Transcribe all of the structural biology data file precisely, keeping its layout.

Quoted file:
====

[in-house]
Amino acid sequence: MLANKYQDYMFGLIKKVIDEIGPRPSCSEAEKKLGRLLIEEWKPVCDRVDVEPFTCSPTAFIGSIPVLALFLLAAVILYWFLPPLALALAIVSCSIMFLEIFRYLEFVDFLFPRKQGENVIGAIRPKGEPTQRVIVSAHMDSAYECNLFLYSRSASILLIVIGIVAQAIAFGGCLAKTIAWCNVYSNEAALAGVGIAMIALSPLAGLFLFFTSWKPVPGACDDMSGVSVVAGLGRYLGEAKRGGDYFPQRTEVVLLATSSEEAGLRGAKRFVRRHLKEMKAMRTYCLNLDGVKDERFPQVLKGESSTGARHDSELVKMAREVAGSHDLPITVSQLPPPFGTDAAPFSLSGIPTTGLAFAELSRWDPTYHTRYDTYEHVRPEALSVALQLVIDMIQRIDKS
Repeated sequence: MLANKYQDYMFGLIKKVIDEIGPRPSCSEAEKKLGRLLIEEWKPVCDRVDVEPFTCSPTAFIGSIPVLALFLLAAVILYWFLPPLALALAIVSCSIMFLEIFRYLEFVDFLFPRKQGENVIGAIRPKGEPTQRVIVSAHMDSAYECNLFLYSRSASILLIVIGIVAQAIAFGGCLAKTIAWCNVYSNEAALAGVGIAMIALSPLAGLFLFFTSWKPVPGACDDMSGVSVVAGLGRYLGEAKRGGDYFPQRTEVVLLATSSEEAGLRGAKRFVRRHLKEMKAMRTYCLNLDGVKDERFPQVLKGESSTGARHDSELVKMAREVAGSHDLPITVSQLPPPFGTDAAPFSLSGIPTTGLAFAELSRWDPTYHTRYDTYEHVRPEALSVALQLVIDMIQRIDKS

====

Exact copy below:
[in-house]
Amino acid sequence: MLANKYQDYMFGLIKKVIDEIGPRPSCSEAEKKLGRLLIEEWKPVCDRVDVEPFTCSPTAFIGSIPVLALFLLAAVILYWFLPPLALALAIVSCSIMFLEIFRYLEFVDFLFPRKQGENVIGAIRPKGEPTQRVIVSAHMDSAYECNLFLYSRSASILLIVIGIVAQAIAFGGCLAKTIAWCNVYSNEAALAGVGIAMIALSPLAGLFLFFTSWKPVPGACDDMSGVSVVAGLGRYLGEAKRGGDYFPQRTEVVLLATSSEEAGLRGAKRFVRRHLKEMKAMRTYCLNLDGVKDERFPQVLKGESSTGARHDSELVKMAREVAGSHDLPITVSQLPPPFGTDAAPFSLSGIPTTGLAFAELSRWDPTYHTRYDTYEHVRPEALSVALQLVIDMIQRIDKS
Repeated sequence: MLANKYQDYMFGLIKKVIDEIGPRPSCSEAEKKLGRLLIEEWKPVCDRVDVEPFTCSPTAFIGSIPVLALFLLAAVILYWFLPPLALALAIVSCSIMFLEIFRYLEFVDFLFPRKQGENVIGAIRPKGEPTQRVIVSAHMDSAYECNLFLYSRSASILLIVIGIVAQAIAFGGCLAKTIAWCNVYSNEAALAGVGIAMIALSPLAGLFLFFTSWKPVPGACDDMSGVSVVAGLGRYLGEAKRGGDYFPQRTEVVLLATSSEEAGLRGAKRFVRRHLKEMKAMRTYCLNLDGVKDERFPQVLKGESSTGARHDSELVKMAREVAGSHDLPITVSQLPPPFGTDAAPFSLSGIPTTGLAFAELSRWDPTYHTRYDTYEHVRPEALSVALQLVIDMIQRIDKS